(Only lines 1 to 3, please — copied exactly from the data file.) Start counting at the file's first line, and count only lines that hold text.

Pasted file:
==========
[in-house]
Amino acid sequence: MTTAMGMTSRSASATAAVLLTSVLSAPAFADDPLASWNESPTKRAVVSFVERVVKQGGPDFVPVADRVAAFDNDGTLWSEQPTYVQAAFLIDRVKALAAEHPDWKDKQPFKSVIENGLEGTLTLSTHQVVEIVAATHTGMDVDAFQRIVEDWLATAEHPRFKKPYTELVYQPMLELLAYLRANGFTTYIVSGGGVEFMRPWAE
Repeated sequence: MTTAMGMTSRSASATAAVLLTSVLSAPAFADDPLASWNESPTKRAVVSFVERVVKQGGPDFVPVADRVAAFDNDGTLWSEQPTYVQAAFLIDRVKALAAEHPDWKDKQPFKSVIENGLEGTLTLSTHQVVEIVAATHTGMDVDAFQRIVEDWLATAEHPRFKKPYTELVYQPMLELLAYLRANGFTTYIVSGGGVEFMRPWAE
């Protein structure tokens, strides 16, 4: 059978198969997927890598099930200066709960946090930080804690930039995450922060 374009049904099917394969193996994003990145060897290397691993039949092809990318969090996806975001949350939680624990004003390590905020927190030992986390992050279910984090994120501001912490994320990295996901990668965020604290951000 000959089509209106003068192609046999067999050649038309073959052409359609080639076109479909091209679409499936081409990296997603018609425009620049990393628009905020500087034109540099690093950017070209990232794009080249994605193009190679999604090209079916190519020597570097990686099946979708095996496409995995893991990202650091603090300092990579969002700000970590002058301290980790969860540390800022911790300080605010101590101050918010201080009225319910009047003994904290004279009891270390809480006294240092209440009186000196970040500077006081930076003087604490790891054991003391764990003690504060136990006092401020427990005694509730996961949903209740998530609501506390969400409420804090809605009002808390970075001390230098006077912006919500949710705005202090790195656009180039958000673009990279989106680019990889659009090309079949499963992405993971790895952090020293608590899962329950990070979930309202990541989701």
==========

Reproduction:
[in-house]
Amino acid sequence: MTTAMGMTSRSASATAAVLLTSVLSAPAFADDPLASWNESPTKRAVVSFVERVVKQGGPDFVPVADRVAAFDNDGTLWSEQPTYVQAAFLIDRVKALAAEHPDWKDKQPFKSVIENGLEGTLTLSTHQVVEIVAATHTGMDVDAFQRIVEDWLATAEHPRFKKPYTELVYQPMLELLAYLRANGFTTYIVSGGGVEFMRPWAE
Repeated sequence: MTTAMGMTSRSASATAAVLLTSVLSAPAFADDPLASWNESPTKRAVVSFVERVVKQGGPDFVPVADRVAAFDNDGTLWSEQPTYVQAAFLIDRVKALAAEHPDWKDKQPFKSVIENGLEGTLTLSTHQVVEIVAATHTGMDVDAFQRIVEDWLATAEHPRFKKPYTELVYQPMLELLAYLRANGFTTYIVSGGGVEFMRPWAE